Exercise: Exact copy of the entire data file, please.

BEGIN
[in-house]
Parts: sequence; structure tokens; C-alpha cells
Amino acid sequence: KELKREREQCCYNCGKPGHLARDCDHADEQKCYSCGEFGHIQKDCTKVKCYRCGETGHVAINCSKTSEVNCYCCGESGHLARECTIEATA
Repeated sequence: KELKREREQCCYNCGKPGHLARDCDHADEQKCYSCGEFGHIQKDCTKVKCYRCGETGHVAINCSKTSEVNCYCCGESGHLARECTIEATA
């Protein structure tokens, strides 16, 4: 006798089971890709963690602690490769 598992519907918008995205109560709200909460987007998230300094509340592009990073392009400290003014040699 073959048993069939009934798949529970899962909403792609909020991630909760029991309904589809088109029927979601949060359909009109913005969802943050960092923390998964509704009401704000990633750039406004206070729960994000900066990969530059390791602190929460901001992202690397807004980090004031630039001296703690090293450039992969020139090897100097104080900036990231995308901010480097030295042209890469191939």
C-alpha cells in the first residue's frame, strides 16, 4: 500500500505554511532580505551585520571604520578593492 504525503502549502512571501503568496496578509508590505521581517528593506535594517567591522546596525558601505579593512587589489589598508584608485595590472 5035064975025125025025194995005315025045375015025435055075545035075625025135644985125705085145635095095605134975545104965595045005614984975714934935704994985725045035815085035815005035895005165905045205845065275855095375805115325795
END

[in-house]
Parts: sequence; structure tokens; C-alpha cells
Amino acid sequence: KELKREREQCCYNCGKPGHLARDCDHADEQKCYSCGEFGHIQKDCTKVKCYRCGETGHVAINCSKTSEVNCYCCGESGHLARECTIEATA
Repeated sequence: KELKREREQCCYNCGKPGHLARDCDHADEQKCYSCGEFGHIQKDCTKVKCYRCGETGHVAINCSKTSEVNCYCCGESGHLARECTIEATA
């Protein structure tokens, strides 16, 4: 006798089971890709963690602690490769 598992519907918008995205109560709200909460987007998230300094509340592009990073392009400290003014040699 073959048993069939009934798949529970899962909403792609909020991630909760029991309904589809088109029927979601949060359909009109913005969802943050960092923390998964509704009401704000990633750039406004206070729960994000900066990969530059390791602190929460901001992202690397807004980090004031630039001296703690090293450039992969020139090897100097104080900036990231995308901010480097030295042209890469191939």
C-alpha cells in the first residue's frame, strides 16, 4: 500500500505554511532580505551585520571604520578593492 504525503502549502512571501503568496496578509508590505521581517528593506535594517567591522546596525558601505579593512587589489589598508584608485595590472 5035064975025125025025194995005315025045375015025435055075545035075625025135644985125705085145635095095605134975545104965595045005614984975714934935704994985725045035815085035815005035895005165905045205845065275855095375805115325795